Retro Review: Training Day

What is it like to be a narcotics officer in the LA police department? Hopefully nothing like this.

“Training Day” opens with rookie cop Jake Hoyt (Ethan Hawke) prepping for his first day as a narcotics police officer. Hoyt is told by his new partner to meet him at a coffee shop for his orientation. Hoyt arrives at the coffee shop to meet Alonzo Harris (Denzel Washington).

From the minute Hoyt engages Harris in a polite conversation he knows this wont be a typical assignment. Harris becomes agitated and says since you have obviously spoiled my morning paper now you have to entertain me.

Their conversation in the coffee shop is a foreshadowing of what Hoyt’s first day on the job is going to be. As Hoyt becomes more and more familiar with his new partner he quickly realizes that to be a narcotics officer you have to be as ruthless and as cutthroat as the dealers themselves. It also seems that Alonzo has no problem absorbing that part of the job.

Can Hoyt become what Alonzo wants him to be? Does he have the ability to flush his morals down the toilet of corruption? Well that’s what his “training day” is all about. Is he the wolf or the sheep?

This isn’t your typical Denzel Washington film but it his performance that is the showcase of the piece. From the moment his character is introduced we know this guy is a “bad-ass”. But because Washington is playing the role I think we like him way past where we probably should.

If a different actor had played Alonzo I do believe his likeability would have evaporated 5 minutes after leaving the coffee shop. This I see could be a flaw in the film’s script. The film, screenwriter and director have a lot to be thankful for when casting Washington as Alonzo.

I liked Hawke’s turn as action hero and he could have the appeal of a Keanu Reeves given the proper project. In this film he is so over-powered by Washington he doesn’t really have the ability to shine. He is sort of like what Michael Keaton was to Jack Nicholson’s Joker. Denzel is this film’s Joker. It’s basically where the villain’s acting power makes the hero look like pudding.

I liked how the film is contained in a Hollywood day, how the corruption plays with the rookie, the hidden plot boiling beneath Alonzo, and the film’s quick pacing. I however had problems with the film’s layout; some aspects of plot revelation and situations that made me think, “Who are these guys again?”

When this film finished I did wonder if Hollywood could make a film such as this but reverse the race roles. We have seen this kind of story in films like “Bad Company”, “Deep Cover” and “In Too Deep”.

In a lot of circumstances these films were better because they didn’t really question the race issue. I do believe this film does question it on some levels.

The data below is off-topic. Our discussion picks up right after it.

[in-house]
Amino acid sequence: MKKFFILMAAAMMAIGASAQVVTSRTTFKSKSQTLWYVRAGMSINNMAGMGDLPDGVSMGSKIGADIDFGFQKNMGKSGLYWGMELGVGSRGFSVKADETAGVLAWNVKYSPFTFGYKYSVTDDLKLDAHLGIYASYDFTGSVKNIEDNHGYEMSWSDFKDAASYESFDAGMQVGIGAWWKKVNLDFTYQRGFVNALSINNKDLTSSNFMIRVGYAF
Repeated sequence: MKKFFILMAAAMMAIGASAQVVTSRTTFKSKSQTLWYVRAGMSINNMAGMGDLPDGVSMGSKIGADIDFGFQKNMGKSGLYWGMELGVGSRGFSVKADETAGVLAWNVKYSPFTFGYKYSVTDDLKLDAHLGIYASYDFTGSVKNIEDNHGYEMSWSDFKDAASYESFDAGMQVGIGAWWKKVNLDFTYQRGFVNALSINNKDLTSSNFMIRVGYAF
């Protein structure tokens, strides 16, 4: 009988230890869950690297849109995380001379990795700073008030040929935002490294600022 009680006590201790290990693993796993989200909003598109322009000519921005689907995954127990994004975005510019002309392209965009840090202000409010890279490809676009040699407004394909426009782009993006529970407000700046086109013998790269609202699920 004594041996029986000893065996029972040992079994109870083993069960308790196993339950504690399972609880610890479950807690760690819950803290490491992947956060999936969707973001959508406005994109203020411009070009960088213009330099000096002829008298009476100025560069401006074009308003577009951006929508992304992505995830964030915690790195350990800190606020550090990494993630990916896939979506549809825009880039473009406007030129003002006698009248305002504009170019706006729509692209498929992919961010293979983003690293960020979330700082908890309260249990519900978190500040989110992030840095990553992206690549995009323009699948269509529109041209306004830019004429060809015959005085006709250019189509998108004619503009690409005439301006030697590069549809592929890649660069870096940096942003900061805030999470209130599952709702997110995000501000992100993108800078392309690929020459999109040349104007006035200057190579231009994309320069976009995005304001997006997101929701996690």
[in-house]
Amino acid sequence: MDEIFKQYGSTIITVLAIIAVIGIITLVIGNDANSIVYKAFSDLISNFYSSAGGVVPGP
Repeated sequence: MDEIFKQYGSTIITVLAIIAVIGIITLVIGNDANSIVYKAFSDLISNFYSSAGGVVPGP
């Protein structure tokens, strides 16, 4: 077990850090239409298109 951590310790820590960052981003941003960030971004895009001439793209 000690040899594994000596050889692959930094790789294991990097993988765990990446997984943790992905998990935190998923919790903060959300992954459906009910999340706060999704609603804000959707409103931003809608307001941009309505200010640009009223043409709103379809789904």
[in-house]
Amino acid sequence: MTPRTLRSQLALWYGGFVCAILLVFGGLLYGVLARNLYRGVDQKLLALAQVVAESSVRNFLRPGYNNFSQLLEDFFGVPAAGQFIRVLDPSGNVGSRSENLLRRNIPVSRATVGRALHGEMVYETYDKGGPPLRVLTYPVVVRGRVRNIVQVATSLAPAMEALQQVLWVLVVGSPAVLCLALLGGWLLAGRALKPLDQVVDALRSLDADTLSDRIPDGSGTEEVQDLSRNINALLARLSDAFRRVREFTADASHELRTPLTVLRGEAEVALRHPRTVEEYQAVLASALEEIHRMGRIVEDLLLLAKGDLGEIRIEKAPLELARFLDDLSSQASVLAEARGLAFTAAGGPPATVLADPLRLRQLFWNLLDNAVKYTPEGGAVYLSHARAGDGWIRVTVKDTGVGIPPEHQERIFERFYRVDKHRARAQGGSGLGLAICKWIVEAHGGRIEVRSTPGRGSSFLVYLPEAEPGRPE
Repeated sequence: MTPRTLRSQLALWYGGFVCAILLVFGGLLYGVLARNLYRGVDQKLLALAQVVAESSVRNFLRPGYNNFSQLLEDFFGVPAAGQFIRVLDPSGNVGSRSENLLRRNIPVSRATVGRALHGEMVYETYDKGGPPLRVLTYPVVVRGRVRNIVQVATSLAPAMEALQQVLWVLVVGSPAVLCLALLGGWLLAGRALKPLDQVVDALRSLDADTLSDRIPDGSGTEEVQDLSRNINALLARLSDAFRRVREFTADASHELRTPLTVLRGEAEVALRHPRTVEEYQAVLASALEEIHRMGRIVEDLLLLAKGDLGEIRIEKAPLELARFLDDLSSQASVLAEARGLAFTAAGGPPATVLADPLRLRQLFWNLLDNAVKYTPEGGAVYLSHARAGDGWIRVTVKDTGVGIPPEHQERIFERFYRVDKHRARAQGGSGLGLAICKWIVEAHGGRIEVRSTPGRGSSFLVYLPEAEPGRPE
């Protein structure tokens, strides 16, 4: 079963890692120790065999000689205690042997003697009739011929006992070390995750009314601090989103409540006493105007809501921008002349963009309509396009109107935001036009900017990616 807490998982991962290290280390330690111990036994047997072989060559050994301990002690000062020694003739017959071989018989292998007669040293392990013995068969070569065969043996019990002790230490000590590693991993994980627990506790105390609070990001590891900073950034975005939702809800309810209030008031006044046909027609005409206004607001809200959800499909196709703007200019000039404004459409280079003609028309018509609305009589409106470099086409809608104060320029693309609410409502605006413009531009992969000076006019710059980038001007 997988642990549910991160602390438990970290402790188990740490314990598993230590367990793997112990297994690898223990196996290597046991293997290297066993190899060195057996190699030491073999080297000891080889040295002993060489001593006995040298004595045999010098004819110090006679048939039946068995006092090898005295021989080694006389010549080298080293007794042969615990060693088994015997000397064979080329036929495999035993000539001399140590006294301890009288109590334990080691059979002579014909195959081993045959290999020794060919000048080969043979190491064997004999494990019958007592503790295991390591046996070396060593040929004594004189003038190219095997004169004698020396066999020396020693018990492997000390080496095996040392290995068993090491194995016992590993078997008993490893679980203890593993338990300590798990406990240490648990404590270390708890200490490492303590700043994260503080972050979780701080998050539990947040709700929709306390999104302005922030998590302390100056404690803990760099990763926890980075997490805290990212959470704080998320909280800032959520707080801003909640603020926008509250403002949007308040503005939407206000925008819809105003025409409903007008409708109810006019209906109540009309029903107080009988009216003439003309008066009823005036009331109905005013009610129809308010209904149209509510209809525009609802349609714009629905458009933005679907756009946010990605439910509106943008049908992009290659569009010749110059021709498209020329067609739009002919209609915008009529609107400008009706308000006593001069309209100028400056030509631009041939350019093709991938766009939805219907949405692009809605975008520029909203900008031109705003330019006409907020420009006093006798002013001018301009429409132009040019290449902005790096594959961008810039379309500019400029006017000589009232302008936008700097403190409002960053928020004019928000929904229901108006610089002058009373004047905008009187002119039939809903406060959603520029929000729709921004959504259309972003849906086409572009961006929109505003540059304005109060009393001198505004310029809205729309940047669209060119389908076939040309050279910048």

Why does it have to be a black neighborhood that is corrupt? Why can’t we have a film where a black detective has to infiltrate a white neighborhood or even an ivy-league university?

There is corruption there too you know. The only film that comes to mind that does reverse the race roles is “Beverly Hills Cop” and it was a comedy. Come on Hollywood let’s see a film that really blurs the racial line. Why not give us a story like this but with a new racial twist?

3.5 out of 5

So Says the Soothsayer.

Written: September 23, 2001

One thought on “Retro Review: Training Day

  1. Ethan Hawke, bright eyed and innocent, reports to his training officer for his first day on the job in narcotics in the LAPD. He never could have fathomed just how much he would learn on that very first Training Day.

    His training officer is Denzel Washington, a thirteen year veteran on the police who’s put in a few years in plainclothes in Narcotics. He certainly has the experience, but just what kind of experience and what he imparts to Hawke is the subject of Training Day.

    A film like Training Day will rise and fall with the performances of these two characters since one or the other and mostly both is on screen from the beginning. Fortunately both Washington and Hawke complement each other’s performances like jigsaw puzzle fit.

    It is no accident that Denzel Washington won his second Oscar, his first as Best Actor. This performance is working on so many levels it’s astonishing. Washington is at all times, charming, capable, corrupt, violent, street smart, and arrogant. What I liked most about it is how the various facets of this character are revealed bit by bit to the audience and to Hawke though not at the same time.

    As for Ethan Hawke it takes him to realize just exactly what he’s dealing with in a training officer. Hawke was nominated himself as Best Supporting Actor, but lost to Jim Broadbent for Iris. Still it remains his career role so far.

    Corruption in the Los Angeles Police Department isn’t exactly a new story. In fact one of the supporting players, Scott Glenn who plays a drug peddler and well, did another film about LAPD corruption in Extreme Justice. LA Confidential also dealt with this issue recently, another fine film.

    Denzel Washington is a great example in this film of the arrogance of power. He’s a guy who dispenses more street justice than going through the traditional system. So with what happens to him here, he gets one of the best comeuppances ever seen on the big screen.

    And I won’t say what it is, but you’ve got to see Training Day to find out.

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